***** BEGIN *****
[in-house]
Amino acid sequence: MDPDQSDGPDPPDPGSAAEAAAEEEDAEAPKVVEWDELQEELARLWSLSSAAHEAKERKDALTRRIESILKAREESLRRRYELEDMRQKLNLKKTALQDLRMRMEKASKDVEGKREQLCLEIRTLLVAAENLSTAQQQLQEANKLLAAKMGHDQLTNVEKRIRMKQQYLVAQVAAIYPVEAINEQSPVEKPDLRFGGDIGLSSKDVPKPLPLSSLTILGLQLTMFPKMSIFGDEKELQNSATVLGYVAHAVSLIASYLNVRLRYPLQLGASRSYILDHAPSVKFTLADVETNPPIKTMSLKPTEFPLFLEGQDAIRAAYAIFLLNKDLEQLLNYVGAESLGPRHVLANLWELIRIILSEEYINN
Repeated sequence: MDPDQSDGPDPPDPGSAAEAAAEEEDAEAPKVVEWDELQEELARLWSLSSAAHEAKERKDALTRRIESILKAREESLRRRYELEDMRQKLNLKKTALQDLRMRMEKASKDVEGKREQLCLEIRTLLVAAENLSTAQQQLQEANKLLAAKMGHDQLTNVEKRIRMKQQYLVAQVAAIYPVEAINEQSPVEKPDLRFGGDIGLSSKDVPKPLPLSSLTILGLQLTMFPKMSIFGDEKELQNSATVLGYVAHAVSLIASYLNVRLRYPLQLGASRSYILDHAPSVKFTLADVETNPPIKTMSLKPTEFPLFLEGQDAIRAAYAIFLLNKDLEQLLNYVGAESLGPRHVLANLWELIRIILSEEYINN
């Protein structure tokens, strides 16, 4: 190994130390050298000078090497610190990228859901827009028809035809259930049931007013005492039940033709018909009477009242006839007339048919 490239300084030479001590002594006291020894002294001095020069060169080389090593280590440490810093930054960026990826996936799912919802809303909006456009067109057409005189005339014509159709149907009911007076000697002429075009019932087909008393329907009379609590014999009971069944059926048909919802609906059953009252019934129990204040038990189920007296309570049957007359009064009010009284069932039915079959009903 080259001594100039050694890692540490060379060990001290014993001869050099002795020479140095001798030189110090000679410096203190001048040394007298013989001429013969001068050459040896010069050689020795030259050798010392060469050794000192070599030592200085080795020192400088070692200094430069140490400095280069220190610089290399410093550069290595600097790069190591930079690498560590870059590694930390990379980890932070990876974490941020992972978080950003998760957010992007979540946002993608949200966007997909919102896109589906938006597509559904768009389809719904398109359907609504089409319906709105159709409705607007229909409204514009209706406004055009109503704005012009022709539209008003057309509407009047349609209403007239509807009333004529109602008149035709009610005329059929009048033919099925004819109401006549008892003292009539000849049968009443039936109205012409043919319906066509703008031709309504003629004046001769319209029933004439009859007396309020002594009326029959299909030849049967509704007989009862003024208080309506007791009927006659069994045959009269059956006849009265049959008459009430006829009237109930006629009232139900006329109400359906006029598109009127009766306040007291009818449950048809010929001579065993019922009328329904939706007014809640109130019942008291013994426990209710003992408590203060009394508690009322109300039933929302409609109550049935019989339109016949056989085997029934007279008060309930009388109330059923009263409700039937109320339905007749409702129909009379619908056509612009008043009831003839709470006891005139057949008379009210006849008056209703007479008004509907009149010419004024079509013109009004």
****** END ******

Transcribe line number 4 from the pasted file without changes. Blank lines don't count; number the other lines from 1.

């Protein structure tokens, strides 16, 4: 190994130390050298000078090497610190990228859901827009028809035809259930049931007013005492039940033709018909009477009242006839007339048919 490239300084030479001590002594006291020894002294001095020069060169080389090593280590440490810093930054960026990826996936799912919802809303909006456009067109057409005189005339014509159709149907009911007076000697002429075009019932087909008393329907009379609590014999009971069944059926048909919802609906059953009252019934129990204040038990189920007296309570049957007359009064009010009284069932039915079959009903 080259001594100039050694890692540490060379060990001290014993001869050099002795020479140095001798030189110090000679410096203190001048040394007298013989001429013969001068050459040896010069050689020795030259050798010392060469050794000192070599030592200085080795020192400088070692200094430069140490400095280069220190610089290399410093550069290595600097790069190591930079690498560590870059590694930390990379980890932070990876974490941020992972978080950003998760957010992007979540946002993608949200966007997909919102896109589906938006597509559904768009389809719904398109359907609504089409319906709105159709409705607007229909409204514009209706406004055009109503704005012009022709539209008003057309509407009047349609209403007239509807009333004529109602008149035709009610005329059929009048033919099925004819109401006549008892003292009539000849049968009443039936109205012409043919319906066509703008031709309504003629004046001769319209029933004439009859007396309020002594009326029959299909030849049967509704007989009862003024208080309506007791009927006659069994045959009269059956006849009265049959008459009430006829009237109930006629009232139900006329109400359906006029598109009127009766306040007291009818449950048809010929001579065993019922009328329904939706007014809640109130019942008291013994426990209710003992408590203060009394508690009322109300039933929302409609109550049935019989339109016949056989085997029934007279008060309930009388109330059923009263409700039937109320339905007749409702129909009379619908056509612009008043009831003839709470006891005139057949008379009210006849008056209703007479008004509907009149010419004024079509013109009004």